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The cult of personality around the supreme leaders of the Kim Dynasty has long been a fundamental ideological pillar of the North Korean totalitarian regime. Key elements of this worship include the quasi-religious commemoration of the birthdays of Kim Il-sung, the “eternal president” considered the founding father of the North Korea and his son Kim Jong-il. 

The anniversary of April 15, the date of Kim Il-sung’s birth, is thus celebrated annually as the “Day of the Sun”, echoing the honorary title of “Sun of the Nation” given to the late Supreme Leader. This annual event gives rise to popular festivities and propaganda in the state media exhilarating the “revolutionary achievements” and “brilliant genius” of man designated as the living embodiment of the Korean nation (Suh 2002).

This is why South Korean experts’ observation of a striking avoidance of the phrase “Sunday” in the reports of the 2024 celebrations by North Korean official media such as KCNA agency created surprise. Instead of this traditional name, these media have been seen using more generic formulations such as “April Day” or “Spring Festival” (Yun 2024).

This unusual avoidance of the usually highly codified rhetoric of the worship of Kim Il-sung could signal a symbolic questioning of the previously untouchable status of the “Eternal President” by grandson Kim Jong-un, who may be seeking to distance his regime from ancient icons. Such an evolution would represent a major ideological break in the last communist dynasty in the world.

In this article, we will therefore analyse in depth this phenomenon of avoiding the term “Sunday” by the North Korean official media during the 2024 celebrations, putting it in the broader context of recent political and ideological developments under the leadership of Kim Jong-un. First, we will study in detail the content of the various media to quantify this surprise lexical breakdown. We will then examine how Kim Jong-un can fit into Kim Jong-un’s path of consolidating personal power and redefining the key ideological and cultural markers of his regime, including reaffirming the preponderance of the founding myth of Mount Paektu. Finally, we will explore the various assumptions that would allow us to interpret this development, whether it is a targeted questioning of the worship around Kim Il-sung, a generational transition of leadership, or potential reorientations of the legitimization strategy of the current regime.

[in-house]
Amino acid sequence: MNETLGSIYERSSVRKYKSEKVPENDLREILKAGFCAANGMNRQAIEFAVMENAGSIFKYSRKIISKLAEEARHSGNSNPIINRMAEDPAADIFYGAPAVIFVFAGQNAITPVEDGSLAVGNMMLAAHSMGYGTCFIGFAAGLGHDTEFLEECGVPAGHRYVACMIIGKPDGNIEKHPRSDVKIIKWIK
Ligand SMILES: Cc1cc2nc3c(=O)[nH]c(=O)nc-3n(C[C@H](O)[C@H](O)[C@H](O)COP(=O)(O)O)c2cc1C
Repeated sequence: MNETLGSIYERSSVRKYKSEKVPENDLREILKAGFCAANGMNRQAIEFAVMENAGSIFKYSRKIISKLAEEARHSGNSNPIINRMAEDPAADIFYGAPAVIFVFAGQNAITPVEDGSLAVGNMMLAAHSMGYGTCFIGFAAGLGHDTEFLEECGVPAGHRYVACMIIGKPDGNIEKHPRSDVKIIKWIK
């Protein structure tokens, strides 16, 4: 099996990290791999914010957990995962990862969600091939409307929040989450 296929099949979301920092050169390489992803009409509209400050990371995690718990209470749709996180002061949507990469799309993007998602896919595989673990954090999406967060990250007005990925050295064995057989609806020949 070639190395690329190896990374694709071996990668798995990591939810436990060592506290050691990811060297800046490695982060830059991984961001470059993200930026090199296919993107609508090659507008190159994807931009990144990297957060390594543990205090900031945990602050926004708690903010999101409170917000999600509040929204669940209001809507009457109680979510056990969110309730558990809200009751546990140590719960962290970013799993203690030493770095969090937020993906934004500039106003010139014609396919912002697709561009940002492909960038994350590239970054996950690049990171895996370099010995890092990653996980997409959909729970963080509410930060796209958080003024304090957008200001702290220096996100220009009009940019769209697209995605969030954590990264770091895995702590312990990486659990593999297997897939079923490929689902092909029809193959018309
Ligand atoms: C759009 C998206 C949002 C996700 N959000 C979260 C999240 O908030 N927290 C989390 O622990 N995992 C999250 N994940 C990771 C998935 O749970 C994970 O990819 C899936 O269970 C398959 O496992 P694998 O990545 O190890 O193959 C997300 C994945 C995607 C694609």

Part One

Detailed Content Analysis on North Korean Official Media (Year 2024)

To support the initial observation of a striking avoidance of the term “Sunday” in the media coverage of Kim Il-sung’s birthday celebrations in 2024, we conducted a systematic content analysis of North Korea’s main state propaganda media, KCNA, as well as Rodong Sinmun and Minju Choson newspapers covering the period from April 1 to 30, 2024.